5 Ways to Say “Stand Up Straight” Without Saying “Stand Up Straight” Yet Again…
I’m still waiting for the day that teaching the violin becomes easy for me. It has definitely become much easier than it used to be, but I still struggle. Last week I wrote a blog post, “Are You a Strict Teacher or a Nice Teacher?“, talking about why I try not to over-compliment during a lesson. That day while I was teaching I realized how many times I say the word “good.” Pretty much every time they stopped playing. How embarrassing.
A lot of aspects of the violin and music are very complex. It makes sense that they are difficult to teach. But there are some things that should be simple that still give me trouble. One of those is convincing my students to stand with good violin posture. Sometimes the more I try to explain it, the odder they look. They try to stand tall by sticking out their rear end or thrusting their chest forward.
In the past few months I’ve been working with several new students, many of whom really struggle with their posture. Recently, after 30 minutes of working with a new student on standing tall, one of my older students walked in for her lesson. For a second I stopped and stared at her. She used to have terrible posture and now it was great. How had we done that, again? I couldn’t remember.
One explanation of posture never does it for me. Every one of my students will relate differently to what I’m saying. Because of this, I decided to create a list of everything that has worked at least one time. Some of these ideas I pulled out of my head on the spot, some I’ve copied from teachers I’ve observed, and some I’ve found from Teach Piano Today. Each one has worked for one of my students at one time. Hopefully they can help yours, too.
1) It’s All About Tone
Maybe this one is obvious (to everyone except me, of course.) About a year ago I told one of my students for the umpteenth time to “stand up straight!” She looked at me and said, incredulously, “why do you care about what I look like while I play?” Oh. I probably should’ve mentioned that a long time ago.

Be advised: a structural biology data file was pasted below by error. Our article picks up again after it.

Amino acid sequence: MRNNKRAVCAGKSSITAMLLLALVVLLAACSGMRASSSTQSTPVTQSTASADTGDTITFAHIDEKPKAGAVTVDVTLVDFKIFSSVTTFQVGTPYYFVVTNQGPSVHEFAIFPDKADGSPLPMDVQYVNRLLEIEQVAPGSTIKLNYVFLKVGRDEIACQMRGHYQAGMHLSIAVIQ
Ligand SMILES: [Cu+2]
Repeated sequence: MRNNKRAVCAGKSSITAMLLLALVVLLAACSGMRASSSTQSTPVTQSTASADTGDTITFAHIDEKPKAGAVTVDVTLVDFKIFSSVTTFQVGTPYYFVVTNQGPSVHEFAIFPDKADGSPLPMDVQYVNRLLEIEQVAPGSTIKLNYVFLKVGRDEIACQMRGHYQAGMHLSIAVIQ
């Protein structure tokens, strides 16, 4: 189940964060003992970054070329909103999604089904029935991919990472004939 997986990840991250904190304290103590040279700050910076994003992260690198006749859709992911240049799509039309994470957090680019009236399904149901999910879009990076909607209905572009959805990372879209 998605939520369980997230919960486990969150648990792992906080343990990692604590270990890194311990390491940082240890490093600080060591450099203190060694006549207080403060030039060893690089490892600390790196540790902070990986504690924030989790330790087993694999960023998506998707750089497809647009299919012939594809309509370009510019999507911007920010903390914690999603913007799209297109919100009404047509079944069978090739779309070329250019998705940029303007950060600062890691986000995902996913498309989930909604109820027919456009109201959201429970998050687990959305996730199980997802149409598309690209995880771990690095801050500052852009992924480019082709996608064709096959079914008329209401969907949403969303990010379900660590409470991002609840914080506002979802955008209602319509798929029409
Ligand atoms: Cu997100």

I took a second to show her how her posture was affecting her tone. Putting all of her weight into one hip was pulling her bow crooked and her crooked bow was making her tone sound wispy and inconsistent. Boom. Fixed. I never had to bring it up after that. Sometimes our students need to know why we are teaching them something, and usually, it’s about the sound. (You know, we’re musicians, so that would probably make sense.)
Put the instrument in a safe place. Dangle your arms and reach for your toes. Count to twenty while you slowly (oh so slowly) come back to upright position. Reach your arms high above your head and let them float down. Teacher puts instrument back in student’s hands while the student focuses on how tall they feel now.
3) The Snowboarder
Brecklyn gets full credit for this example. She was inspired by the 2012 Winter Olympics and told me about it. It has worked for several of my students.
Imagine what a snowboarder looks like. (Even better if the student has tried snowboarding before.) Their feet are apart and they lean into their toes just a little bit. Their knees are quite bent and they lean back slightly. Once you’ve explained “snowboarder posture,” all you have to do is yell “Cool, Dude!” while they play and they go back to good posture.
Stand with your feet apart, fists on your hips, and head held high. Imagine a cape flowing back from your shoulders (this tends to help roll your shoulders back.) Teacher puts violin on student’s shoulder. Once you’ve explained “superman posture,” yell “To the Rescue!” as a quick reminder.
Alternate of this idea: “Princess Posture”
Imagine that there is a string coming from the top of your head as if you were a marionette. The puppeteer pulls on the string while leaving your feet on the floor. Your head pulls higher and higher until your spine straightens out.
Crack an egg
Crack an imaginary egg on top of your student’s head and describe how it would drip and slide down their spine. It will probably give them the shivers and help them straighten their back.
Poor violin posture is often caused by poor muscle tone, perhaps caused by sitting in a desk or in front of the tv for long periods of time. The good news is that the more they stand with good posture, the more core strength they will develop, and the less you’ll have to nag them about it. I also believe that the more they stand this way, the more confident they will feel, which will also help their playing.
Have you found a good way to help your students remember good violin posture? Let us know in the comments!
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